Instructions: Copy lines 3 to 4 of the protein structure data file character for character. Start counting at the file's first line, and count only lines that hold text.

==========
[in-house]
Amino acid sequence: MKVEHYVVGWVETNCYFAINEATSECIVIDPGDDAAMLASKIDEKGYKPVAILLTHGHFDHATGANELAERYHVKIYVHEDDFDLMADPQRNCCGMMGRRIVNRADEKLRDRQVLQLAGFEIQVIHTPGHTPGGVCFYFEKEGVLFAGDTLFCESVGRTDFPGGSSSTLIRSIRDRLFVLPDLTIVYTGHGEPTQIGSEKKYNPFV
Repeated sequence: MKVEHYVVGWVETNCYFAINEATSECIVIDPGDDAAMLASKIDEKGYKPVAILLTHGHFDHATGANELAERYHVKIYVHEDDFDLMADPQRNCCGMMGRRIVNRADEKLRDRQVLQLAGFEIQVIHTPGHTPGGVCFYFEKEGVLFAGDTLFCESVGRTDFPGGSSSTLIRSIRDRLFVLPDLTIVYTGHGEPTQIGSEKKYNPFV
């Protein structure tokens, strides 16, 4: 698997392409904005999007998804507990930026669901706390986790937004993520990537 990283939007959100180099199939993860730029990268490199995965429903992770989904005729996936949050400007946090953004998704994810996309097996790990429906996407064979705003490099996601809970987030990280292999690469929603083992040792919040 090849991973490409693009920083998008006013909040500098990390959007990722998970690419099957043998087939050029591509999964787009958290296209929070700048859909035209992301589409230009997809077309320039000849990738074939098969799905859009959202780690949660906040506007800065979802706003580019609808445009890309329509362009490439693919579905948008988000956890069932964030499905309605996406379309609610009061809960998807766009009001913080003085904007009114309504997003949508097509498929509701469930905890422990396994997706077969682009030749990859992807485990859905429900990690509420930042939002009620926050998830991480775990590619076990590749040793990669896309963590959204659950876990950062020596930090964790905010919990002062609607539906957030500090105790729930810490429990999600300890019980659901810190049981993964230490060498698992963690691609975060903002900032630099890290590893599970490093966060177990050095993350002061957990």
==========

Repeated sequence: MKVEHYVVGWVETNCYFAINEATSECIVIDPGDDAAMLASKIDEKGYKPVAILLTHGHFDHATGANELAERYHVKIYVHEDDFDLMADPQRNCCGMMGRRIVNRADEKLRDRQVLQLAGFEIQVIHTPGHTPGGVCFYFEKEGVLFAGDTLFCESVGRTDFPGGSSSTLIRSIRDRLFVLPDLTIVYTGHGEPTQIGSEKKYNPFV
């Protein structure tokens, strides 16, 4: 698997392409904005999007998804507990930026669901706390986790937004993520990537 990283939007959100180099199939993860730029990268490199995965429903992770989904005729996936949050400007946090953004998704994810996309097996790990429906996407064979705003490099996601809970987030990280292999690469929603083992040792919040 090849991973490409693009920083998008006013909040500098990390959007990722998970690419099957043998087939050029591509999964787009958290296209929070700048859909035209992301589409230009997809077309320039000849990738074939098969799905859009959202780690949660906040506007800065979802706003580019609808445009890309329509362009490439693919579905948008988000956890069932964030499905309605996406379309609610009061809960998807766009009001913080003085904007009114309504997003949508097509498929509701469930905890422990396994997706077969682009030749990859992807485990859905429900990690509420930042939002009620926050998830991480775990590619076990590749040793990669896309963590959204659950876990950062020596930090964790905010919990002062609607539906957030500090105790729930810490429990999600300890019980659901810190049981993964230490060498698992963690691609975060903002900032630099890290590893599970490093966060177990050095993350002061957990």